The flag was the centrepiece of an agreement-signing ceremony
The government has said it regrets displaying the Union flag upside down at the signing of a trade agreement.
A plastic flag was flown incorrectly for a ceremony involving Gordon Brown, Chinese premier Wen Jiabao and Trade Secretary Lord Mandelson.
The Flag Institute said it was "concerned" about the mistake and Tory MP Andrew Rosindell called it "an unbelievable flaw in protocol".
BBC News website readers got in touch to point out the error.
The Union flag - more commonly described as the Union Jack - has been in use since the Act of Union between Great Britain and Ireland came into force in 1801.
There is a specific way of hanging it, with the thick white parts of the diagonal cross nearest the flagpole being placed above the thinner white parts.
But, at the treaty-signing ceremony in Downing Street on Monday, a flag was displayed upside down.
Close-up view of the flag as displayed by Downing Street
Mike Kearsley, director general of the Flag Institute, said: "My first reaction is 'here we go again'.
"One part of me is concerned that we don't recognise and understand our own flag but another part of me is amused that it's a terribly British thing to do.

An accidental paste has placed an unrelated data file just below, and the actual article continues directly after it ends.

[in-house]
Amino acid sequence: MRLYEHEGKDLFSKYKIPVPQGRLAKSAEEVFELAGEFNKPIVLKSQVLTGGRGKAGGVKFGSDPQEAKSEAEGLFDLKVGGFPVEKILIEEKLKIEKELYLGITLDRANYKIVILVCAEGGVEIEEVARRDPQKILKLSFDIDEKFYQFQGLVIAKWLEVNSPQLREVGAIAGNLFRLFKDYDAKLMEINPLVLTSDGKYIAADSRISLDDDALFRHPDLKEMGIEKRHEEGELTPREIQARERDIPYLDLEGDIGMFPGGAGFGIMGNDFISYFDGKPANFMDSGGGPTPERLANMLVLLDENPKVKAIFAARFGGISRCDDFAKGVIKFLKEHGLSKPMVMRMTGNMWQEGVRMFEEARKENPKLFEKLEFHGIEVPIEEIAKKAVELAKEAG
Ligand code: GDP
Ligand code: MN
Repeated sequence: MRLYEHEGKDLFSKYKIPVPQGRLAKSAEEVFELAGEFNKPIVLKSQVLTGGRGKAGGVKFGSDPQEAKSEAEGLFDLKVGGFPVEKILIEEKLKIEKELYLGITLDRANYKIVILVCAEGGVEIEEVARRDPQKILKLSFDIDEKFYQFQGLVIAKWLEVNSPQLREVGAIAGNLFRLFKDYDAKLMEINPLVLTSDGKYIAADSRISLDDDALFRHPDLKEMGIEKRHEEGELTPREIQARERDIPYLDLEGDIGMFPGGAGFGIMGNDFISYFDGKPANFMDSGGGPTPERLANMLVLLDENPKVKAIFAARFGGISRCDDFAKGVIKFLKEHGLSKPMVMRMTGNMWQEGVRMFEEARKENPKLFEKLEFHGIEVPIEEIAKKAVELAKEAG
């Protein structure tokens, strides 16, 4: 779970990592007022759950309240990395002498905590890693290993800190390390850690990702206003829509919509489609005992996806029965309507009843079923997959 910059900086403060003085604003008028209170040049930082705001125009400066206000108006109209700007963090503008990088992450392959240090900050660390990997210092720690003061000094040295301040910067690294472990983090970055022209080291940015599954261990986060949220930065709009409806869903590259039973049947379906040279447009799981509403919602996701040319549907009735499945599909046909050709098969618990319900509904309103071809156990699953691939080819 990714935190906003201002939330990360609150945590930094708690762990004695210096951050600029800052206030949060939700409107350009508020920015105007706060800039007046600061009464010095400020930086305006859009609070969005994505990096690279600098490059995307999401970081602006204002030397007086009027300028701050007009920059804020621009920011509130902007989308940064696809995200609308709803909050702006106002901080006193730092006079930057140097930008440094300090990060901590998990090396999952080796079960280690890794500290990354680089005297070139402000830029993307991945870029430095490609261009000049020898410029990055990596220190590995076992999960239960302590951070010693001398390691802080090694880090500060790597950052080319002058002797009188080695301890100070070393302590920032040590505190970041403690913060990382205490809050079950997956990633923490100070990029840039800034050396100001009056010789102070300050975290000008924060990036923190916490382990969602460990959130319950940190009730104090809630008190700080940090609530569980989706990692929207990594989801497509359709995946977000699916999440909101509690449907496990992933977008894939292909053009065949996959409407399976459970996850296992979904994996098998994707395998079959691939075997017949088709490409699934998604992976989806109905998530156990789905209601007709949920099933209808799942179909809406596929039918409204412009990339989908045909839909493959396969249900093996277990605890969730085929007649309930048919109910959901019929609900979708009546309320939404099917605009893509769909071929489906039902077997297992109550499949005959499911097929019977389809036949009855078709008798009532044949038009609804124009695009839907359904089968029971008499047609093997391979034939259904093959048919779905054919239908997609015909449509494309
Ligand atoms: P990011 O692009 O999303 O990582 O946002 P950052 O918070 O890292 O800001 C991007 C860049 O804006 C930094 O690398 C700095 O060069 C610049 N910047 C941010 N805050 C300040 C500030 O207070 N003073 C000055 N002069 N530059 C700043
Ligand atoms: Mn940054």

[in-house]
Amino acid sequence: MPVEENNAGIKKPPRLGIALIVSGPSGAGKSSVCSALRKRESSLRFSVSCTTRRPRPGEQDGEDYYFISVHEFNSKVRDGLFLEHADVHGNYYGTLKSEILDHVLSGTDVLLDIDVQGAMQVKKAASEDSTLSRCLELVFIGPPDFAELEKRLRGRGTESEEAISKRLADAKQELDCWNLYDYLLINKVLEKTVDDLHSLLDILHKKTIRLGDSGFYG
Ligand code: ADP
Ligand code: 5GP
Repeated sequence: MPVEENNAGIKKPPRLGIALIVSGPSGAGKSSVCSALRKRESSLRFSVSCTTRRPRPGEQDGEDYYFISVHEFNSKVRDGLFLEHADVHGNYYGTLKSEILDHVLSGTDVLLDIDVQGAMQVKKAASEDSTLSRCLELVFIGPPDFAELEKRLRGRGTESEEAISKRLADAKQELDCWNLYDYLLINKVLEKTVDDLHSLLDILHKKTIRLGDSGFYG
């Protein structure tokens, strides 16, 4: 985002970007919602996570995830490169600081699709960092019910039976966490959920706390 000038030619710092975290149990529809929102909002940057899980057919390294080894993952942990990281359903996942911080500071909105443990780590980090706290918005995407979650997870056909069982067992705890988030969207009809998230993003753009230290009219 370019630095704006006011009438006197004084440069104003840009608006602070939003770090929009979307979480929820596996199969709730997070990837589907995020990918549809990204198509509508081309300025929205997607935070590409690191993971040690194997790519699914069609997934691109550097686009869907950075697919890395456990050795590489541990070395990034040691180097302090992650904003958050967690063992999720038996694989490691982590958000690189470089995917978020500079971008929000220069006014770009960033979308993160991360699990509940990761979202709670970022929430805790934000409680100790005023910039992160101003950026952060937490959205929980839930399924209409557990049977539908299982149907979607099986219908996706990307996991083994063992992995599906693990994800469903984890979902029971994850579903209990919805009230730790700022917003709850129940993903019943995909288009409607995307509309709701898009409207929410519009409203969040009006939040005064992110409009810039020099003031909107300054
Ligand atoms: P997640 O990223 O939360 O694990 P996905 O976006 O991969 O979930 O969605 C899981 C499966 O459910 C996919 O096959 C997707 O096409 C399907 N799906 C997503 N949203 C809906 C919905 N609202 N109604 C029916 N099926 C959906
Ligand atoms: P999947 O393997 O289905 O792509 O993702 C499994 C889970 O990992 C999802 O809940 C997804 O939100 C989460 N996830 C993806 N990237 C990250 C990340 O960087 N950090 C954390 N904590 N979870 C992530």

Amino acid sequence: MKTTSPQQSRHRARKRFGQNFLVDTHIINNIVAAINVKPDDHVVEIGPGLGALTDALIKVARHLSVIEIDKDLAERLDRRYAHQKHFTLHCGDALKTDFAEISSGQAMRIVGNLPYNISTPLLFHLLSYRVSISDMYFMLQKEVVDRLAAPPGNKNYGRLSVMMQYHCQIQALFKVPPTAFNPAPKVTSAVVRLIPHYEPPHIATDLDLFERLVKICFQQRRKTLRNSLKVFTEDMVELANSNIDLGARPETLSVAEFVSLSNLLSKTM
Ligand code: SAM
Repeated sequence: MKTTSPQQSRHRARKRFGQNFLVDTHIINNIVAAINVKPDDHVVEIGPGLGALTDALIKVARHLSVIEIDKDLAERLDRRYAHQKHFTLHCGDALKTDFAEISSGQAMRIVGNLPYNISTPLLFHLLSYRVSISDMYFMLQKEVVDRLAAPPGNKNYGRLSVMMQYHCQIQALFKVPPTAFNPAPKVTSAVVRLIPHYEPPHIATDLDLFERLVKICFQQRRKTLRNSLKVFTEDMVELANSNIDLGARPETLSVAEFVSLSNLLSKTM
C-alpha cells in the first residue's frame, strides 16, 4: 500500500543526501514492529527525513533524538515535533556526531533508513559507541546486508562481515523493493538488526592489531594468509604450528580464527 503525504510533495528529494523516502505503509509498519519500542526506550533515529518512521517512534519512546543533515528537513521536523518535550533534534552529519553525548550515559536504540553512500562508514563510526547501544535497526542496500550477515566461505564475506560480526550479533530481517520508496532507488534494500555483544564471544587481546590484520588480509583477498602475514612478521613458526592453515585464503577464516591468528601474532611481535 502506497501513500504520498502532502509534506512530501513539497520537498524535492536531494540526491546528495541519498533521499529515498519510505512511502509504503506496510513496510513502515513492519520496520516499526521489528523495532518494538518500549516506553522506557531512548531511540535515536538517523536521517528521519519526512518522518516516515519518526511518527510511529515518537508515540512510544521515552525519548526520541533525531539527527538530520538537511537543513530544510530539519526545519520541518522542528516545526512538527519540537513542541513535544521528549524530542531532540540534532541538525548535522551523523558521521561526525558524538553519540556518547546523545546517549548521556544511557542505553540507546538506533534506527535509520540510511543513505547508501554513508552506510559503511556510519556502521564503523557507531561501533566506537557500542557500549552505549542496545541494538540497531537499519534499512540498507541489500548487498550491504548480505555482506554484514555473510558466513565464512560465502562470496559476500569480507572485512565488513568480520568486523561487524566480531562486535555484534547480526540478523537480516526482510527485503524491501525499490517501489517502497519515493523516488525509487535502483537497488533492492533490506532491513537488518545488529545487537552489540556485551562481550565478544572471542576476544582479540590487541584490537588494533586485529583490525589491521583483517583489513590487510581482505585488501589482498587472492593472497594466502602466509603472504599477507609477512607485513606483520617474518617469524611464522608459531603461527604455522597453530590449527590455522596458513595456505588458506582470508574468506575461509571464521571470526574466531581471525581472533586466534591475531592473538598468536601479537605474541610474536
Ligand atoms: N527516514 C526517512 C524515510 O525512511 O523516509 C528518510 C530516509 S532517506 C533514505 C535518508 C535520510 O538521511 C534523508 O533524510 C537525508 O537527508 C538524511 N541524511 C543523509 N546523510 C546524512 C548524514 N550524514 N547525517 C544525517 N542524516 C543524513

"You would think people in Downing Street would recognise it because they see the flag so often. Many places in government these days have people working from overseas and maybe they don't understand.
The flag as it should be displayed
"If we had flown the Chinese flag upside down it could have been quite a diplomatic problem."
Mr Kearsley added: "I'm surprised that people of the calibre of Mandelson and the prime minister could allow such as mistake.
"They were just little plastic flags on wooden sticks, which you could easily take off and put back the right way up.
"In some parts of Europe you will see four flags flying from public buildings - the national, EU, district and town flags. They seem to get it right. So should we."
The term Union Jack specifically refers to the flag flown at the front of Royal Navy ships when in port.
But it has become synonymous with the Union flag, with many experts now regarding the terms as interchangeable.
Mr Kearsley said: "Having the flag upside down historically was a sign of distress. You might have put it up on a fort to warn those in the know - other British forces - that there was trouble from the enemy.
"Forces from other nations wouldn't have noticed. It was like a sort of code."
Mr Rosindell, MP for Romford and chairman of the Commons all-party flag group, said: "It's an unbelievable flaw in protocol by Number 10.
"You would think they would know which way the flag was flown. Whoever is responsible for this should know better."
In a statement, Downing Street said: "It is regrettable that, on this occasion, the Union flag was not displayed correctly.
"We have looked into how this happened and have taken steps to ensure it is correctly displayed at all times in the future."